Energy Efficiency Energy EfficiencyGreen Finance Green Finance

Jennifer Porto (Moderator)

Tatiana Boostels

Christiana Hageneder

Marcene Mitchell

Martina Otto

Rada Rodriguez
Buildings account for more than 30% of global final energy consumption, and are thus some of the largest consumers of energy in the world. With future demographic increases forecast, this figure is set to rise. Currently, the main focus of building policies is often on new buildings. However, the potential lies, at least in the Northern hemisphere, in existing buildings. And this sector is in dire need of fresh money for investments in renovation. In a parallel set of events, there is growing discussion in international public banks, such as the European Investment Bank, on the need to help large-scale investors and pension funds diversify their portfolios. Insurance companies are in fact hit in two ways by climate change, firstly by more significant damages to insured properties and secondly by the loss of profitable dividends such as investments in the oil sector. Linking these two processes, what can be done to redirect global private investments to the building sector?

 Jennifer Porto (Moderator), Moderator
 Tatiana Boostels, Senior Economist, European Investment Bank
 Christiana Hageneder, Head of the Programme for Energy Efficiency in Buildings Secretariat
 Marcene Mitchell, Global Head of Strategy and Business Developments, International Finance Corporation
 Martina Otto, Head of Secretariat, Global Alliance for Buildings and Construction
 Rada Rodriguez, Senior Vice President Alliances, Schneider Electric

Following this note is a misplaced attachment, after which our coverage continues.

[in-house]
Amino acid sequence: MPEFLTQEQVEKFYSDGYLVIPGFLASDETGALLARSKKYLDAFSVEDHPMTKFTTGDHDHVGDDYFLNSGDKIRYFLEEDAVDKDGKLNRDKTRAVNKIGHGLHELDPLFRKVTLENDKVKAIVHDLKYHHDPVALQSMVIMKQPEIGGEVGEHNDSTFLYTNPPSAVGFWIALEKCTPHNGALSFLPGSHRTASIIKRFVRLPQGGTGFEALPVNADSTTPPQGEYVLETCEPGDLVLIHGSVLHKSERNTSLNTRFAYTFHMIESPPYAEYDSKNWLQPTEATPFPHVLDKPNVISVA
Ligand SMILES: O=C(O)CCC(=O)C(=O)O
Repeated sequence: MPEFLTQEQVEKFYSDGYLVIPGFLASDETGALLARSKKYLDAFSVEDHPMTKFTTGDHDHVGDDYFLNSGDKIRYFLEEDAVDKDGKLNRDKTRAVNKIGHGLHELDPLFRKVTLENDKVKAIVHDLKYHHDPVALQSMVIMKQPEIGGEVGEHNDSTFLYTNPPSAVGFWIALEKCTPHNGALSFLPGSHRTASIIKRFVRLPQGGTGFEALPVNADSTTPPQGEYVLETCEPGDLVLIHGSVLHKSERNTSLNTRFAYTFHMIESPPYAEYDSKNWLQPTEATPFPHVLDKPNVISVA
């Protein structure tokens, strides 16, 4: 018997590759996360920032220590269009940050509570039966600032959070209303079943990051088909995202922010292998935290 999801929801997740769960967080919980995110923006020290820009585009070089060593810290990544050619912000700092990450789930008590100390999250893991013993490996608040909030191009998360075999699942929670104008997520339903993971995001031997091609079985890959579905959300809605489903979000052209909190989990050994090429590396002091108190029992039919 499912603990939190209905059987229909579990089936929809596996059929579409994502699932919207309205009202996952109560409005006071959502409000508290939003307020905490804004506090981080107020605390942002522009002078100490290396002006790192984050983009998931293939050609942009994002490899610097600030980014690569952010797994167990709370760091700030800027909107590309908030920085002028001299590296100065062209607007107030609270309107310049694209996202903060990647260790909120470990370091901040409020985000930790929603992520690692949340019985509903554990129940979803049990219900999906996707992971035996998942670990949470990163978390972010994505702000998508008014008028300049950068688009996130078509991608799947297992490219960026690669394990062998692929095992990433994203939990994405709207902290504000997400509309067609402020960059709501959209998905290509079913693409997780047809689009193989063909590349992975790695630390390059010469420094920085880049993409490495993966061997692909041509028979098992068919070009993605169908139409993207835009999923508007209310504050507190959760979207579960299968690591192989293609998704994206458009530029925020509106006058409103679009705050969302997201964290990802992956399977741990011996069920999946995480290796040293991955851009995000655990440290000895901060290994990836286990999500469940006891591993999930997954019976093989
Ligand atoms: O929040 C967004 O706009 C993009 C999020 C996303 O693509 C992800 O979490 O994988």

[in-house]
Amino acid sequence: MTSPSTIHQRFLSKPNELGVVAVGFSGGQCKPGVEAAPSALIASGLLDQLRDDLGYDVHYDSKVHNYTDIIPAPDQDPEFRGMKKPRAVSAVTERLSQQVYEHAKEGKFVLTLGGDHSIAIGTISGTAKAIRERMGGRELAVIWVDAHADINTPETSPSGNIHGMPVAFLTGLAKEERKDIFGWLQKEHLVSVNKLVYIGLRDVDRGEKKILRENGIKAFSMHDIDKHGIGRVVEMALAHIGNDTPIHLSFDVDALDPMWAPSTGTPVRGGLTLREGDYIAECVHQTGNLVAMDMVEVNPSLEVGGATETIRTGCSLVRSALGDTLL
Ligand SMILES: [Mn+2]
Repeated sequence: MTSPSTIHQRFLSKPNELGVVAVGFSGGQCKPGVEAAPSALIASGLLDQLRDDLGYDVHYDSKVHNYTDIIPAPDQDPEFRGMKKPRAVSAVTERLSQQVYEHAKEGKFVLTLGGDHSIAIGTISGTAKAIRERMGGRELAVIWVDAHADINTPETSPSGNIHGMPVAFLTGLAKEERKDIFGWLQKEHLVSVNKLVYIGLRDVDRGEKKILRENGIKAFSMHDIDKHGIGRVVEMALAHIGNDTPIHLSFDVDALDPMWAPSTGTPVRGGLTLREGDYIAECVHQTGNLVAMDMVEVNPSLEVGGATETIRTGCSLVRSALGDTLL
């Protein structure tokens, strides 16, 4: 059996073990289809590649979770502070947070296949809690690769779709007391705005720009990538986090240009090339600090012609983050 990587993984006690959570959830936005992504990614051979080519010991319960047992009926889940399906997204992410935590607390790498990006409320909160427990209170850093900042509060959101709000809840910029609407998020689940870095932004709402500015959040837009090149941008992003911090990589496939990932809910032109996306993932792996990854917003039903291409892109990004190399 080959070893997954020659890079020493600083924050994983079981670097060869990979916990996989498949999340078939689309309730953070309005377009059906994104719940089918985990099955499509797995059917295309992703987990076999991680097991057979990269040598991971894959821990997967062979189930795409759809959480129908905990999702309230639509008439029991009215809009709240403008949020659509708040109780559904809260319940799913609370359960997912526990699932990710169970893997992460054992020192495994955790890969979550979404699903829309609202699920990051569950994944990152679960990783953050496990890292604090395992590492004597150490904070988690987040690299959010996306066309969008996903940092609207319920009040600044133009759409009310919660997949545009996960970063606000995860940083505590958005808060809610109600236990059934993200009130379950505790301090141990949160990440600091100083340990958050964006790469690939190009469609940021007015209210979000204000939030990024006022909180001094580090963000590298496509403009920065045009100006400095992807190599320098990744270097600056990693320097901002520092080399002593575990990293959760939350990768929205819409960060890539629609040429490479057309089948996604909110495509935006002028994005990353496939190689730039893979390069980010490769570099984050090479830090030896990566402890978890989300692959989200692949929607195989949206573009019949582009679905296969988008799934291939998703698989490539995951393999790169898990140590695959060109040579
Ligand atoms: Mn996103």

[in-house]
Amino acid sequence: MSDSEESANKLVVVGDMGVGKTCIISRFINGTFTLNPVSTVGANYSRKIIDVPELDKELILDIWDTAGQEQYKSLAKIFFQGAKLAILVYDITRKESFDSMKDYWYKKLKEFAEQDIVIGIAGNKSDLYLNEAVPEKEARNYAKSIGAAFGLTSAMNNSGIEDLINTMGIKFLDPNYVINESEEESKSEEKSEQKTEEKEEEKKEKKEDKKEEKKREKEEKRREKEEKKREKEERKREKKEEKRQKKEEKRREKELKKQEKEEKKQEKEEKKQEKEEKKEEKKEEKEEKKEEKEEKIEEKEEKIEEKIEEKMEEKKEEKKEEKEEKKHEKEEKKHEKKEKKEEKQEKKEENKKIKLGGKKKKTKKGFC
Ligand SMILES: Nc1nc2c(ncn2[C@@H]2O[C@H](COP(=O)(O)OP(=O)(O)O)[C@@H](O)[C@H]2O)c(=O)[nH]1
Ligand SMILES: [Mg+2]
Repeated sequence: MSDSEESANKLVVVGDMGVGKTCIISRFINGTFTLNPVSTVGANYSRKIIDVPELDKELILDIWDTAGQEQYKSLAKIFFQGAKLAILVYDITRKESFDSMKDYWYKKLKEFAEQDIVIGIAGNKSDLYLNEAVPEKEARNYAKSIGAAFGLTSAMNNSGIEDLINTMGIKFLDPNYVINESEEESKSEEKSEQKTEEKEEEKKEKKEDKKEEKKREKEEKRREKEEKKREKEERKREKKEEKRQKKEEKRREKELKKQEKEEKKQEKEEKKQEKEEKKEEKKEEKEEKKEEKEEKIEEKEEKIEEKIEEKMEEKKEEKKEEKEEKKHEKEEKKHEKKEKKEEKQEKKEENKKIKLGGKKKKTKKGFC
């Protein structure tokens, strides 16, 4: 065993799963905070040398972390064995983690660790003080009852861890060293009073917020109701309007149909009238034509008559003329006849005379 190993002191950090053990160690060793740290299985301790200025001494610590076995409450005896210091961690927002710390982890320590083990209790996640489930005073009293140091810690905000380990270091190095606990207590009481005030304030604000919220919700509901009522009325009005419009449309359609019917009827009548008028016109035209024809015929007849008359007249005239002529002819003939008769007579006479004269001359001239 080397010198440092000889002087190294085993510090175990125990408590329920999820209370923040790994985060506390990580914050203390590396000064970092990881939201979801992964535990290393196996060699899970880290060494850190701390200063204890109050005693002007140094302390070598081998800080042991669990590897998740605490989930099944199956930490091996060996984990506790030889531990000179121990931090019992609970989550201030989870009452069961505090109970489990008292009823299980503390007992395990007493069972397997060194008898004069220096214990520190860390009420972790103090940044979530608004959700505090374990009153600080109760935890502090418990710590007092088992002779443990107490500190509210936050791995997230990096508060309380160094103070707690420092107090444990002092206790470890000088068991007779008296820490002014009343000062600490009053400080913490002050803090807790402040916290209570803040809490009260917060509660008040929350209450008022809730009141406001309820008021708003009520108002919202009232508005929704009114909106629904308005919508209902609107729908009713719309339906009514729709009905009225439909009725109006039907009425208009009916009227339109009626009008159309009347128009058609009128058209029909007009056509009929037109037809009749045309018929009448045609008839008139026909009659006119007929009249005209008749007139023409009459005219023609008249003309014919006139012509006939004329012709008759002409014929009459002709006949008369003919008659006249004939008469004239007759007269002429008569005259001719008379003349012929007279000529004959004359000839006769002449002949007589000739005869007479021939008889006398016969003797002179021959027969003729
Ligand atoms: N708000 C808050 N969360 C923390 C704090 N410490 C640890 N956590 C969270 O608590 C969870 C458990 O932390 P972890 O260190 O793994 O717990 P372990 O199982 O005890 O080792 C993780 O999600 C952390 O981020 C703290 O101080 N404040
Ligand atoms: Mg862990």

Green Economy Green EconomyGreen Finance Green Finance

Dr Linda Davis (Moderator)

Gerard Reid

Edna Schöne

Dr Rhian-Mari Thomas

Woochong Um
Governments and financial supervisors are increasingly recognising the importance of sustainable finance in achieving financial stability and meeting the goals of the Paris Agreement. Green and innovative finance models and a shift away from carbon-intensive assets are a vital funding stream for investments. Green standards could help identify which projects are in line with the energy transition and to align investments accordingly.

 Dr Linda Davis (Moderator), Master of Ceremonies BETD 2020
 Gerard Reid, Co-founder and Partner, Alexa Capital
 Edna Schöne, Member Executive Board, Euler Hermes
 Dr Rhian-Mari Thomas, Chief Executive, Green Finance Institute
 Woochong Um, Director General, Sustainable Development and Climate Change, Asian Development Bank (ADB)
Decentralisation DecentralisationGreen Economy Green Economy

Dr Linda Davis (Moderator)

Miguel Berger

Andreas Feicht

Dr Mattia Romani
The closing session is organised as a fireside chat between two leading figures. Global challenges, risks and uncertainties are associated with the energy transition and closely linked to profound changes and innovations in multiple sectors. Different narratives and framings – regarding, for example, a bold transition or a status quo – compete against each other. Will the storytelling from fossil dependency to low carbon development renewables align? The objective of this one-on-one discussion is to make sense of opposing energy transition narratives and to provoke unconventional thinking on a meta level regarding the highly complex energy transition. This format aims to create a challenging and enlightening dialogue and set expectations for the future. Different modelling assumptions lead to different conclusions. Contrasting narratives about energy and sustainability in general may be useful for enriching points of view in the discussion on energy policies.

 Dr Linda Davis (Moderator), Master of Ceremonies BETD 2020
 Miguel Berger, Director-General, Economic Affairs and Sustainable Development, Federal Foreign Office, Germany
 Andreas Feicht, State Secretary, Federal Ministry for Economic Affairs and Energy, Germany
 Dr Mattia Romani, Managing Director for Economics, Policy and Governance, European Bank for Reconstruction and Development (EBRD)